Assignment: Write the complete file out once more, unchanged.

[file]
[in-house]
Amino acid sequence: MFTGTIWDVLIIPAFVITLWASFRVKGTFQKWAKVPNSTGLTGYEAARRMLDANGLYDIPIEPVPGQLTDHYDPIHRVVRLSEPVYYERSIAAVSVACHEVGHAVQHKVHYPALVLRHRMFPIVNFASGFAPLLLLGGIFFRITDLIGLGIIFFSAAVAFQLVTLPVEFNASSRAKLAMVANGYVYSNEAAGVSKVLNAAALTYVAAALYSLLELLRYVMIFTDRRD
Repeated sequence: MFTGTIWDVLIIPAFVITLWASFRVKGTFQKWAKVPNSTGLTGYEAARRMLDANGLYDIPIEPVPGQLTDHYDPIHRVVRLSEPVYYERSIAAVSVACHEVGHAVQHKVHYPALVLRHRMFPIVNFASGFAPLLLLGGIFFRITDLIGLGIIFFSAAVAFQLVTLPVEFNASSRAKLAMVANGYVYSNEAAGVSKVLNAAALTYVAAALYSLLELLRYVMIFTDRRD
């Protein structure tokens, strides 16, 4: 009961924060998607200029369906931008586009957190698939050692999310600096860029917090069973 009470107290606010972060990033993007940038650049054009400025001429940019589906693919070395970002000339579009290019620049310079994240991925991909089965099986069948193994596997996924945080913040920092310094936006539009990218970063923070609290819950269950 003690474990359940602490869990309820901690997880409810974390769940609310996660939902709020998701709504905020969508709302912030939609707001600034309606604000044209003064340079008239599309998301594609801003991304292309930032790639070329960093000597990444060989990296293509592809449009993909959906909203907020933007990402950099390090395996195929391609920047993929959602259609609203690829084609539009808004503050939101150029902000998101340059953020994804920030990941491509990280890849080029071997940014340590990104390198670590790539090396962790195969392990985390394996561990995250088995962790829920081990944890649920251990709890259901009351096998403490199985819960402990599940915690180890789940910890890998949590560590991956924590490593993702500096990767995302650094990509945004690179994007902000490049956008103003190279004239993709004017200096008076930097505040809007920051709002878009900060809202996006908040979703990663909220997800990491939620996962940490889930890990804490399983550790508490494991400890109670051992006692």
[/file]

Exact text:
[in-house]
Amino acid sequence: MFTGTIWDVLIIPAFVITLWASFRVKGTFQKWAKVPNSTGLTGYEAARRMLDANGLYDIPIEPVPGQLTDHYDPIHRVVRLSEPVYYERSIAAVSVACHEVGHAVQHKVHYPALVLRHRMFPIVNFASGFAPLLLLGGIFFRITDLIGLGIIFFSAAVAFQLVTLPVEFNASSRAKLAMVANGYVYSNEAAGVSKVLNAAALTYVAAALYSLLELLRYVMIFTDRRD
Repeated sequence: MFTGTIWDVLIIPAFVITLWASFRVKGTFQKWAKVPNSTGLTGYEAARRMLDANGLYDIPIEPVPGQLTDHYDPIHRVVRLSEPVYYERSIAAVSVACHEVGHAVQHKVHYPALVLRHRMFPIVNFASGFAPLLLLGGIFFRITDLIGLGIIFFSAAVAFQLVTLPVEFNASSRAKLAMVANGYVYSNEAAGVSKVLNAAALTYVAAALYSLLELLRYVMIFTDRRD
């Protein structure tokens, strides 16, 4: 009961924060998607200029369906931008586009957190698939050692999310600096860029917090069973 009470107290606010972060990033993007940038650049054009400025001429940019589906693919070395970002000339579009290019620049310079994240991925991909089965099986069948193994596997996924945080913040920092310094936006539009990218970063923070609290819950269950 003690474990359940602490869990309820901690997880409810974390769940609310996660939902709020998701709504905020969508709302912030939609707001600034309606604000044209003064340079008239599309998301594609801003991304292309930032790639070329960093000597990444060989990296293509592809449009993909959906909203907020933007990402950099390090395996195929391609920047993929959602259609609203690829084609539009808004503050939101150029902000998101340059953020994804920030990941491509990280890849080029071997940014340590990104390198670590790539090396962790195969392990985390394996561990995250088995962790829920081990944890649920251990709890259901009351096998403490199985819960402990599940915690180890789940910890890998949590560590991956924590490593993702500096990767995302650094990509945004690179994007902000490049956008103003190279004239993709004017200096008076930097505040809007920051709002878009900060809202996006908040979703990663909220997800990491939620996962940490889930890990804490399983550790508490494991400890109670051992006692």